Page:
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Palo Alto Online

Publication Date: Wednesday, October 08, 2003

Stanford midwife practice faces end Stanford midwife practice faces end (October 08, 2003)

Lack of profit forces clinic closure

by Nisha Ramachandran

After nine years of service and more than 1,000 babies, Lucile Packard Children's Hospital plans to close its midwifery service at the end of this year. The move has saddened women who were counting on giving birth the natural way at the hospital.

A statement released by the hospital pointed to the service's low revenues as the primary reason for the closure: "As with many healthcare services, reduced reimbursements, lost HMO contracts, and increased malpractice expenses have resulted in the program operating at a loss for the past three years."

The midwife service started in 1994 aiming to provide the community with more choices for delivery care. Midwife care differs from traditional obstetrics service in the amount of time care-givers spend with expecting mothers, both before and during the birth.

"It's a different model of care," said Elizabeth Green, director of Blossom Birth Services in Palo Alto, which offers childbirth education and training, but not midwife services. "Midwives look at birth as a normal life event, but there tends to be more of a view that birth must be monitored and is a medical process by OB-GYNs (obstetrics/gynecology doctors)."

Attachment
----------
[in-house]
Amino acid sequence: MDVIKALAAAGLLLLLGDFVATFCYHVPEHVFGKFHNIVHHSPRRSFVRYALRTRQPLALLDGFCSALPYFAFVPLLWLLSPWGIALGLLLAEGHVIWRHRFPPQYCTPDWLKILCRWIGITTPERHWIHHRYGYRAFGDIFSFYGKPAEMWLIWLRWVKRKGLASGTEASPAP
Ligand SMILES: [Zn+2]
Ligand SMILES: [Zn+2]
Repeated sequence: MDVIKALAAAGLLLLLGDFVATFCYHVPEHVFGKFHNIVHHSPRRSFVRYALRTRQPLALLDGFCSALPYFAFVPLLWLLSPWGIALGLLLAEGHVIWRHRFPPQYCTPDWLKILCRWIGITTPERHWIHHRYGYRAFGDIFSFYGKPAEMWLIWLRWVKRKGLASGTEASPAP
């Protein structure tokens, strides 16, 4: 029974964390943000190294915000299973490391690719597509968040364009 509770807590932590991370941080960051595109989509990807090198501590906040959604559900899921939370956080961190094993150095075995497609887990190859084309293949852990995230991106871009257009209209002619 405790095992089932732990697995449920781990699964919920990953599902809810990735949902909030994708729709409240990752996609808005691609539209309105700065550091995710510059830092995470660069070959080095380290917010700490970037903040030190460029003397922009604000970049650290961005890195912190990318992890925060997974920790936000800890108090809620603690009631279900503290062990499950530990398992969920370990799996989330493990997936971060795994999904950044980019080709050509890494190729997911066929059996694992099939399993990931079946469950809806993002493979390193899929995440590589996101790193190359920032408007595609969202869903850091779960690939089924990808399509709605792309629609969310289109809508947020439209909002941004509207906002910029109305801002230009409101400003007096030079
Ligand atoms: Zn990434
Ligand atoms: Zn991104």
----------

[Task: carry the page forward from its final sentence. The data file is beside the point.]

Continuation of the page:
Under the supervision of the Obstetrics/Gynecology department at Stanford Medical School, the service was staffed by certified nurse midwives, who provided both prenatal care and delivery services to expectant mothers. Certified nurse midwives, the only kind allowed to practice in hospitals, have graduate degrees in nursing and training in midwifery.

"Our objective was to develop a high-quality hospital-based service which would be under the supervision of the [OB-GYN] department," said Dr. Maurice Druzin, an OB-GYN professor at Stanford Medical School, who helped develop the program in 1994. As required by the state of California, doctors in Stanford's OB-GYN department would act as backup for any cases, such as caesarean sections, which nurse midwives are not licensed to handle.

This model of care, however, proved to be financially unfruitful. The program was plagued with budgetary problems from the beginning and three years after the service began, it was threatened with closure.

Up to that point, the OB-GYN department at Stanford had paid the salaries and benefits of the midwives employed at the clinic, but demand for the service and volume of patients was not high enough to support this expenditure. As a result, the service cut back on the midwife staff, no longer guaranteeing 24-hour labor and delivery service, which reduced enrollment in the program even further.

However, an outpouring of support from the local community saved the clinic from closure and in 1997, Stanford and the midwifery service came up with another model of collaboration. The midwives formed their own private practice, relieving Stanford of the responsibility for their salaries and benefits. The OB-GYN department however, continued to support the service by giving them building space and guaranteeing them monthly funding.